An Enemy of the People – Review by David Rosenberg

Whoever thought Henrik Ibsen could be this funny? Laughing all the way to the gallows, Yale Rep’s antic production of the usually dour Norwegian’s “An Enemy of the People” (translated by Paul Walsh) reinforces the author’s dubbing his work a “comedy (with) a serious basic theme.” Its attitude towards political shenanigans, toward “a cesspool of lies,” cover-ups and indifference to people’s health marks it as much about 2017 as it is about 1882, when it was written.

When Dr. Thomas Stockmann discovers that the mineral baths in his home town are filled with pollutants, he does the honorable thing by reporting it. Surely new pipes could purify the town’s main source of income. Wanting to fix the baths is akin, metaphorically, to wanting to fix the town’s power structure and root out its “worship of authority.”

This does not sit well with the town’s mayor or most of its citizens. So what if a few people sicken? They surely must have affordable care. (Oh, wait, that really isn’t in the play – mustn‘t get carried away).

Stockmann has a family: a supportive though worried wife, an idealistic daughter and two young sons. Should the self-confident doctor sacrifice their security for his scientific beliefs? Is his blowing the whistle akin to leaking secrets, opening wounds for the sake of honesty?

Actually, Stockmann starts off a vigorous yet serious man, optimistic in the belief that his discovery will help the town and he be praised as its savior. Later, pushed to the edge of sanity, he becomes more defiantly eccentric, realizing that the hostility of the “solid majority” gives him strength to defy the mob. Alone he must stand, a brave and free individual.

In an inspired casting coup, Reg Rogers’ Stockmann is of a piece with the loping movements and flamboyant line readings of prior performances of his that would seem antithetical to that of an upright doctor. Seizing his opportunity, he shades Stockmann with both sense and sensibility, a man of towering rage and playful vengefulness.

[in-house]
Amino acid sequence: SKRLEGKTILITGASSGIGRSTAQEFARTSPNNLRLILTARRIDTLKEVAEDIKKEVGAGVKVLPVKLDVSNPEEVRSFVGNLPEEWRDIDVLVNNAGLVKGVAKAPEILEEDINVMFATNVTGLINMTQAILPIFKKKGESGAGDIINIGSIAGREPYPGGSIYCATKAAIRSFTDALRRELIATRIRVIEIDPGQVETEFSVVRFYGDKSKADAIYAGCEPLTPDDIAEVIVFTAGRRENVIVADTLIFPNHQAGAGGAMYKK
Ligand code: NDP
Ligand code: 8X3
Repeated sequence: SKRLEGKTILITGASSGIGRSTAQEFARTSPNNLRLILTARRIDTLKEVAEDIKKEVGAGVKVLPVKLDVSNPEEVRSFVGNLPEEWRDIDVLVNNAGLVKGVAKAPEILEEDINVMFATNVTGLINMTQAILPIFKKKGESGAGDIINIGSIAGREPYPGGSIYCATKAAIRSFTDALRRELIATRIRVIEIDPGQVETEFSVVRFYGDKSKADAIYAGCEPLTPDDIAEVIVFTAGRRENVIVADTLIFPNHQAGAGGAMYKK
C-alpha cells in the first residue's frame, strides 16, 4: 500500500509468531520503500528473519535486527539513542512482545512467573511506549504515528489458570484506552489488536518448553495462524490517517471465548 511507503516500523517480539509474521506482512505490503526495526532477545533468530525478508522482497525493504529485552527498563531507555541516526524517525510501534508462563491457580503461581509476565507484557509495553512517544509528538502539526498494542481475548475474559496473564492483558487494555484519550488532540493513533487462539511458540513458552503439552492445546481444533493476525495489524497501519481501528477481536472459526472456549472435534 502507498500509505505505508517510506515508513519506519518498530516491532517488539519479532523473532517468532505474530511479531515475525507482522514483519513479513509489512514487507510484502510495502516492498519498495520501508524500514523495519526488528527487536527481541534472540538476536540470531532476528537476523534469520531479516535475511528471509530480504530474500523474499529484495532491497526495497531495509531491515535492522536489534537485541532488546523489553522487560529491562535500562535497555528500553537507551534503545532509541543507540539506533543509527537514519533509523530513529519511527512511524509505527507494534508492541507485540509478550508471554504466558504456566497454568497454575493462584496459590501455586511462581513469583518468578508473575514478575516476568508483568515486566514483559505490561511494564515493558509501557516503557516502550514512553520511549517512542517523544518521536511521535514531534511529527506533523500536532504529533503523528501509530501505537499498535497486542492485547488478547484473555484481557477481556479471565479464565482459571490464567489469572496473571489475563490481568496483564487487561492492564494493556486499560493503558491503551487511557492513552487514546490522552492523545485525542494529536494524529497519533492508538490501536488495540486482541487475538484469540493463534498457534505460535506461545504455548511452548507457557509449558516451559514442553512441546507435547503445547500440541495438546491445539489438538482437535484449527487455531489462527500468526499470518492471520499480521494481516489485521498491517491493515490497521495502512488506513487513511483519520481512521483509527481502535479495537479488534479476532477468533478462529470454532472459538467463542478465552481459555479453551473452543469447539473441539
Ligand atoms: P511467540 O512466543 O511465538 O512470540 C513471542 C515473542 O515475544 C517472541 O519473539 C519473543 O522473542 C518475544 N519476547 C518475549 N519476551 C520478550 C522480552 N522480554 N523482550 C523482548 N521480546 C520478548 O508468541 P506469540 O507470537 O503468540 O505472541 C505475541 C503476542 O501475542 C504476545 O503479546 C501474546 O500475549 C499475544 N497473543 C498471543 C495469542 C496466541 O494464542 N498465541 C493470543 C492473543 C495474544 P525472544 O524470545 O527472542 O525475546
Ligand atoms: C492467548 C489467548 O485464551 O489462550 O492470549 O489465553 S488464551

Director James Bundy’s approach is notable for both emphasizing the comic aspects and overseeing the evening’s swift pace. His choices bring out Ibsen’s jaundiced views of capitalism, majority rule, the media, immorality and those who elevate personalities over issues. Bundy’s Brechtian staging – actors wander through the audience before the show starts, sit in the wings during scenes, dance and sing – lets the audience fully engage with the characters as if they were actual people.

Joey Parsons is a non-shrewish, concerned Catherine, Thomas’ wife, with Enrico Colantoni wonderfully pompous as the town’s mayor. Stephanie Machado finds levels of loyalty and pluck in daughter Petra, while Setareki Wainiqolo is outstanding as the sympathetic Captain Horster, subtly hinting of his blossoming relationship with Petra.

Emona Stoykova’s versatile set, Krista Smith’s lighting and Sophia Choi’s costumes also help assure the audience that the play is, finally, as much about then as now, about us as well as the characters. Add Matthew Suttor’s music and David Dorfman’s between-scenes choreography and you have a stirring production whose very title, though it evokes current threats against the media, here becomes an ironic salute to those who triumph over slick labels and incipient demagoguery.